“As the symbolic grave is laid in front of us, we’ll discuss contemporary cases of genocide, and we’ll educate the participants who are there on conflicts that are currently happening today,” King said.

Open Spaces
4:02 pm
Fri April 27, 2012

Ag research exhibit opens at Territorial Prison

This harness was used during the time that the Wyoming Territorial Prison grounds served as a University of Wyoming agricultural research facility in the early 1900s.
Willow Belden

The historic Territorial Prison in Laramie is opening a new exhibit this weekend, which focuses on the era after the facility served as a prison – when the University of Wyoming used it for agriculture research. Willow Belden spoke with Deborah Amend, the superintendent of the prison, before the opening to hear about the history of the site, and the important studies that were done there while it was used for ag. She says the prison was built 140 years ago, as a federal territorial prison … but things changed in 1809, when Wyoming became a state.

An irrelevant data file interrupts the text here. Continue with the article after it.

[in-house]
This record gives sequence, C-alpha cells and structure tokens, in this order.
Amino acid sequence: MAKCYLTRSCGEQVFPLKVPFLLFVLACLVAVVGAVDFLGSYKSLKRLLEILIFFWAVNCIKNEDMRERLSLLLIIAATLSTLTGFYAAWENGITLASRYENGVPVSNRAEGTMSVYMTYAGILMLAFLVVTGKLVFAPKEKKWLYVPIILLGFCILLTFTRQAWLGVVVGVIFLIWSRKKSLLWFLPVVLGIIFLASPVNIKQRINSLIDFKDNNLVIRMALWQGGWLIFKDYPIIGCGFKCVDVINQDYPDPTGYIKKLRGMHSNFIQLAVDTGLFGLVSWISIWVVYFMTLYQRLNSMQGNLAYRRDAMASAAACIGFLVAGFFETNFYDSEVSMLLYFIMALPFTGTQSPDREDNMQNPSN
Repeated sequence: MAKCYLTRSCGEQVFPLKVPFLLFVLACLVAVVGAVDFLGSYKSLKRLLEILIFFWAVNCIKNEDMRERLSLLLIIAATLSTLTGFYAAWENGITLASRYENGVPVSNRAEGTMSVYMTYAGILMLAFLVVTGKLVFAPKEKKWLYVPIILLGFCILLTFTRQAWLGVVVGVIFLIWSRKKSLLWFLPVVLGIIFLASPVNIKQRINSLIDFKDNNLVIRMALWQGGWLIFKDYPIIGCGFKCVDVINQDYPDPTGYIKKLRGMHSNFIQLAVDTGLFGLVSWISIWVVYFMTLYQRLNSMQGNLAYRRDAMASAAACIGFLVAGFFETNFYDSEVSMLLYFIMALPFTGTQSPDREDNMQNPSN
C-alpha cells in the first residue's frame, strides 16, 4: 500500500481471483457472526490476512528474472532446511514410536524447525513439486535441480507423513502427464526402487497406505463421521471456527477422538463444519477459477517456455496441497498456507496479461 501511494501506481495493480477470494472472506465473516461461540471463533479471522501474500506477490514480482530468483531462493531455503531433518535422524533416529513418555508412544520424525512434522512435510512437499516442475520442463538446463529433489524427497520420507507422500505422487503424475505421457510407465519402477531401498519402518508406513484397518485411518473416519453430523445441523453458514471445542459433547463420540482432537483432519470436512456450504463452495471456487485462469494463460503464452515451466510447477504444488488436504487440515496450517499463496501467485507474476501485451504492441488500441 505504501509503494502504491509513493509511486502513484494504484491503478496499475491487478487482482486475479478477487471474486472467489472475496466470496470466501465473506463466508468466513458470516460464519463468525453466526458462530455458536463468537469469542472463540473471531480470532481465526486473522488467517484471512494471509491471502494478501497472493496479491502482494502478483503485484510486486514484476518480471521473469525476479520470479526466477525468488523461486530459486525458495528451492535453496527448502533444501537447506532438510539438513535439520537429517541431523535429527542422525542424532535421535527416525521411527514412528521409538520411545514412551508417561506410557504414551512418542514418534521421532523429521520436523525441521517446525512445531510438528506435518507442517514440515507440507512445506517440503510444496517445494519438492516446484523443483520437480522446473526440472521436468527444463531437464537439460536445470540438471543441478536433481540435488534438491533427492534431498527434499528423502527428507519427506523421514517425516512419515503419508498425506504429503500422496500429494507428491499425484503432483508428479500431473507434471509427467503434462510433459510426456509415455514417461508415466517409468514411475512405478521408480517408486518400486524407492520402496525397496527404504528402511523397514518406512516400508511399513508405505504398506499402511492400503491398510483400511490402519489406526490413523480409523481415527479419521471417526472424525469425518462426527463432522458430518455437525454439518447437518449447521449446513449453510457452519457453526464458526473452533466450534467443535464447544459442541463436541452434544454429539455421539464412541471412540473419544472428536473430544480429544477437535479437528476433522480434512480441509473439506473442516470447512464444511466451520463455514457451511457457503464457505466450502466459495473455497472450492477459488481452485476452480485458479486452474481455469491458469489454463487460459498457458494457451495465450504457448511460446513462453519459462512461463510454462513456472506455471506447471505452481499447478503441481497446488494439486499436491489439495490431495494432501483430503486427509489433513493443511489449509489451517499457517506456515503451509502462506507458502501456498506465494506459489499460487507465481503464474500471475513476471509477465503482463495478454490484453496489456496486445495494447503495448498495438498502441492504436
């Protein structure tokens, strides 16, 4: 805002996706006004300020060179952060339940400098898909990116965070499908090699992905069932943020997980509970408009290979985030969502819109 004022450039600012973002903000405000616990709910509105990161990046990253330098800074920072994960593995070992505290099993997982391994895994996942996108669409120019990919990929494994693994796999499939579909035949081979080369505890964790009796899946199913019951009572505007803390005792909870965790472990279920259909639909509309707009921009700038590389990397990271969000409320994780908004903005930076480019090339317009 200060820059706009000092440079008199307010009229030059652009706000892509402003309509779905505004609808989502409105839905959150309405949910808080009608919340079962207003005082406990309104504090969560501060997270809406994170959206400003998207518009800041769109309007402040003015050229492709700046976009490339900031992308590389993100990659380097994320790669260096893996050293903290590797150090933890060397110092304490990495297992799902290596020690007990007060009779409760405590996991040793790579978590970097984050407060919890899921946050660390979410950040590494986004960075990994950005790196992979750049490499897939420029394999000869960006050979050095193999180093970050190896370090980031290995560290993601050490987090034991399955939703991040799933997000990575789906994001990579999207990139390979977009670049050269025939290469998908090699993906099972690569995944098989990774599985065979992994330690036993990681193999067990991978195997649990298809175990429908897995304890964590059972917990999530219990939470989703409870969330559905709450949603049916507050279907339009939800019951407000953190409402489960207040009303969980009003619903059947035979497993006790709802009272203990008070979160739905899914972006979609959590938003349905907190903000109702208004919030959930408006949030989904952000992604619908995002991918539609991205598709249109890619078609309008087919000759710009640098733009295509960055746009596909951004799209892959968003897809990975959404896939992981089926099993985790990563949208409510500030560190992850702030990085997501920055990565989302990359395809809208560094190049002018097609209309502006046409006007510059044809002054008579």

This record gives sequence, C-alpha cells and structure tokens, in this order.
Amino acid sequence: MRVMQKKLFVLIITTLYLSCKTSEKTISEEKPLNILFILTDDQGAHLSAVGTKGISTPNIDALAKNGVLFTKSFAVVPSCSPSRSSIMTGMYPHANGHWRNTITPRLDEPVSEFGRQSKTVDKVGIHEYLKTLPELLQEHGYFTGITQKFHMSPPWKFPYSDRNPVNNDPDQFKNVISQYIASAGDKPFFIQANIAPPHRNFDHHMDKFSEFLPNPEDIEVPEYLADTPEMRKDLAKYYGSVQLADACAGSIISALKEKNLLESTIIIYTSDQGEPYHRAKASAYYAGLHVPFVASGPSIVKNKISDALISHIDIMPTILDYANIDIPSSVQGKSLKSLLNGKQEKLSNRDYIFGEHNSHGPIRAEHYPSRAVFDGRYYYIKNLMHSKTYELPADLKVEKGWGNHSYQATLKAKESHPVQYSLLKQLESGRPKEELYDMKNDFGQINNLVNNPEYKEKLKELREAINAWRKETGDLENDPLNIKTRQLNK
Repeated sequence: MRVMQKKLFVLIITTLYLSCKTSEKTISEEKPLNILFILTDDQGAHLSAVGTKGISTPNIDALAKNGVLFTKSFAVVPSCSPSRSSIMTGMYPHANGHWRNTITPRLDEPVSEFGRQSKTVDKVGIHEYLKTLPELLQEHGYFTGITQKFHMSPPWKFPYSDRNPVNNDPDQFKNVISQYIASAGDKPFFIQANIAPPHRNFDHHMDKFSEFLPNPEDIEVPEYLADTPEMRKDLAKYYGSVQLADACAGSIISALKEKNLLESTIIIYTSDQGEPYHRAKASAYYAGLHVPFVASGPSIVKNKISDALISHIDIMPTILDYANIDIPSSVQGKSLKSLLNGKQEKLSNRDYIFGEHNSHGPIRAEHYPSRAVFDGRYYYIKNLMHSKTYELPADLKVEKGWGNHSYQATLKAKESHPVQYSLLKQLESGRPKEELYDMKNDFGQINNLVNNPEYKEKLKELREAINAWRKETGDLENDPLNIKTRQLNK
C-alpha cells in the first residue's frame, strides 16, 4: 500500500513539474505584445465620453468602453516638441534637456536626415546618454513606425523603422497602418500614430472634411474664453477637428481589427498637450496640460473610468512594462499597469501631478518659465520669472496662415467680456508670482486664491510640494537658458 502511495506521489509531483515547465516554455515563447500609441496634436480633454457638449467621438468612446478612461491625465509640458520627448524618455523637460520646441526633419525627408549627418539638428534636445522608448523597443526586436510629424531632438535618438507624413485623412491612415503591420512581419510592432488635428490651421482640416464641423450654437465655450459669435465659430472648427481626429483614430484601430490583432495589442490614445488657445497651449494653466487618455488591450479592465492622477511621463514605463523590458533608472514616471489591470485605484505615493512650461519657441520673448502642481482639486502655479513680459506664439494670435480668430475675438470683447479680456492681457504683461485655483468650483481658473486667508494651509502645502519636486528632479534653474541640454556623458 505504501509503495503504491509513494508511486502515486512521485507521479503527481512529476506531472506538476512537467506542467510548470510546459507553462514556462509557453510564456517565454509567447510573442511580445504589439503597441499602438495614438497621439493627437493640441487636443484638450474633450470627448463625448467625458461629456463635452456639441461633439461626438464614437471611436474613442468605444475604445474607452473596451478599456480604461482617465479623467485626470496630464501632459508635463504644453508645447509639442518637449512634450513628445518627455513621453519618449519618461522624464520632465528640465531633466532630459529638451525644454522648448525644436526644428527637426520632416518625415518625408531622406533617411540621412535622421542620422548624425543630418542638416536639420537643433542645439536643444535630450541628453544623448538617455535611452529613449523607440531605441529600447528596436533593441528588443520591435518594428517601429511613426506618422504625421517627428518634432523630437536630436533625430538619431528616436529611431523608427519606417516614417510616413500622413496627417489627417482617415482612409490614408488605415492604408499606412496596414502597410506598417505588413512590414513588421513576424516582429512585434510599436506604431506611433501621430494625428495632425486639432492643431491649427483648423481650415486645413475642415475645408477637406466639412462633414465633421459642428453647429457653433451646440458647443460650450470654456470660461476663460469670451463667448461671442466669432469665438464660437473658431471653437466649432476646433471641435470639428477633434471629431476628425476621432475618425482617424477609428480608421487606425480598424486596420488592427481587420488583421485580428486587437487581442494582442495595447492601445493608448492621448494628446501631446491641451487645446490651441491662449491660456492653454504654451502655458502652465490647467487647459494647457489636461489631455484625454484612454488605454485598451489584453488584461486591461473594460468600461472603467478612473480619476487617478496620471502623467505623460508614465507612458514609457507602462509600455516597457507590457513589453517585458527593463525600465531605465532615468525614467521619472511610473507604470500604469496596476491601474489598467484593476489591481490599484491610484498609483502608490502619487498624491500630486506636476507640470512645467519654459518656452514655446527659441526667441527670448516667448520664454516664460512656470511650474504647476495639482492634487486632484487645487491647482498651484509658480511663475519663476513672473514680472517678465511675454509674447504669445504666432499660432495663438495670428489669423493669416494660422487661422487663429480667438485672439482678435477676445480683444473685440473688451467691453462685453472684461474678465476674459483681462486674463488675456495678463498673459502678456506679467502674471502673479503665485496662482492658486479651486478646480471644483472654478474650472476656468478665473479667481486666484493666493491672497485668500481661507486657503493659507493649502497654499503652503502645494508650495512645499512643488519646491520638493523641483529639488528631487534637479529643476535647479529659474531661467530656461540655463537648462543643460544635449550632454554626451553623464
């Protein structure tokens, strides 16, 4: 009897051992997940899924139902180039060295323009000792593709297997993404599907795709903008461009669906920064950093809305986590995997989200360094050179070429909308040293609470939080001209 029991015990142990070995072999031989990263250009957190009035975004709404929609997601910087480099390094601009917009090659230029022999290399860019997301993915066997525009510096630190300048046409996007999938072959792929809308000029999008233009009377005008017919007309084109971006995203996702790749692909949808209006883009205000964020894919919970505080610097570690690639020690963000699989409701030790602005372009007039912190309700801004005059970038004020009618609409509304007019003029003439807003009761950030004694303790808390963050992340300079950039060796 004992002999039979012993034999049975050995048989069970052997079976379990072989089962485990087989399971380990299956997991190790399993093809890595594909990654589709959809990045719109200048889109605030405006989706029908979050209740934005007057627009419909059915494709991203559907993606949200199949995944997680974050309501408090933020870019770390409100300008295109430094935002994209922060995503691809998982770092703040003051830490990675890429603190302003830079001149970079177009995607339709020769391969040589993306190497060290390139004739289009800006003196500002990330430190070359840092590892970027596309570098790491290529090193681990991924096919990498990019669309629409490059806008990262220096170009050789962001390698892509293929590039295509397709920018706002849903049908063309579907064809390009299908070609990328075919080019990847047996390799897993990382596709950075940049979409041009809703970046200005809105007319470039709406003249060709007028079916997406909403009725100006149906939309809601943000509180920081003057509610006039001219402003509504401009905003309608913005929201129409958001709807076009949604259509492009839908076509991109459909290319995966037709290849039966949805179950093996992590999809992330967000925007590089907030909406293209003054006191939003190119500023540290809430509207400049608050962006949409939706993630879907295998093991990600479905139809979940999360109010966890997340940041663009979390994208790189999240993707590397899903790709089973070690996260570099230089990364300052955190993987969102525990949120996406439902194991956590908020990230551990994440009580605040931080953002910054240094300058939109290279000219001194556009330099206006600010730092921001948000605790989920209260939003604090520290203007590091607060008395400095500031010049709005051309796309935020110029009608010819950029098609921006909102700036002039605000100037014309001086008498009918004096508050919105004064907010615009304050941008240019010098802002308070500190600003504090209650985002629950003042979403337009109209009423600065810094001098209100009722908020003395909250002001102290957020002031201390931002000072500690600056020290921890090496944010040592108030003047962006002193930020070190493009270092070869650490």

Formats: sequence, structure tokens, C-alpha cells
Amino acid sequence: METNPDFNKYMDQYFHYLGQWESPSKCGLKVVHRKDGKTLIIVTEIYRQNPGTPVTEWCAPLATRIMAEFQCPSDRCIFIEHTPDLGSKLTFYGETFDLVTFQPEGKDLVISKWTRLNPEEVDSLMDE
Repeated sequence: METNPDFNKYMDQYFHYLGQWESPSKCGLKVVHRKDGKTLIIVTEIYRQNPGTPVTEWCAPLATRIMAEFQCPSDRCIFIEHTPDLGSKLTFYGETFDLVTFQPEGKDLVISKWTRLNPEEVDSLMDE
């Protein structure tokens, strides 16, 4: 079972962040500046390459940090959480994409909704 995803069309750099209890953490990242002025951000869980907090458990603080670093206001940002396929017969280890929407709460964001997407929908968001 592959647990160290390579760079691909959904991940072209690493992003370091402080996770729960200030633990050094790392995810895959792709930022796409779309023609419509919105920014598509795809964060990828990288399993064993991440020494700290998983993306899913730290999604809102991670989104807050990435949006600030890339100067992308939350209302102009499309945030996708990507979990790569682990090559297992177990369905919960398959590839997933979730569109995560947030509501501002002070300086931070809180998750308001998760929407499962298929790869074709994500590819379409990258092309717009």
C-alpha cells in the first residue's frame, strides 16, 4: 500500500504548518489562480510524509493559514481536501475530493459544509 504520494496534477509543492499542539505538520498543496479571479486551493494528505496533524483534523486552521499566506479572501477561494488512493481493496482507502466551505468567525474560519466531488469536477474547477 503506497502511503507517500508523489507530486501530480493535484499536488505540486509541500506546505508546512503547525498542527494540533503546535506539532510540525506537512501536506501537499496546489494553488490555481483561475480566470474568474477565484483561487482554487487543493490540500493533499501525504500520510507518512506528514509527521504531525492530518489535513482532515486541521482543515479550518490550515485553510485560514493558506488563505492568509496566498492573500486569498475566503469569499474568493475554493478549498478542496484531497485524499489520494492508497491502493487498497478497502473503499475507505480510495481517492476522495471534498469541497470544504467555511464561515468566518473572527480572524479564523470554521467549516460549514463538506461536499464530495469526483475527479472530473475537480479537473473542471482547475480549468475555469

Open Spaces
3:58 pm
Fri April 27, 2012

Job prospects brighten for college grads

Seniors at the University of Wyoming will be graduating next week, and while the job market is still tight around the country, prospects for finding employment have improved significantly this year. Wyoming Public Radio’s Willow Belden Reports.

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Open Spaces
7:12 pm
Fri April 20, 2012

April 20th, 2012

 

Increase in coal exports on the horizon
There are more new ports designed for coal export being proposed in the U.S. and Wyoming’s Powder River Basin coal producers are training their eye on the developments. With some of the most efficient economies of scale in the world, a larger percentage of PRB coal could be making its way across the ocean soon. What would that mean for Wyoming and the global community? Irina Zhorov reports. 

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Open Spaces
6:55 pm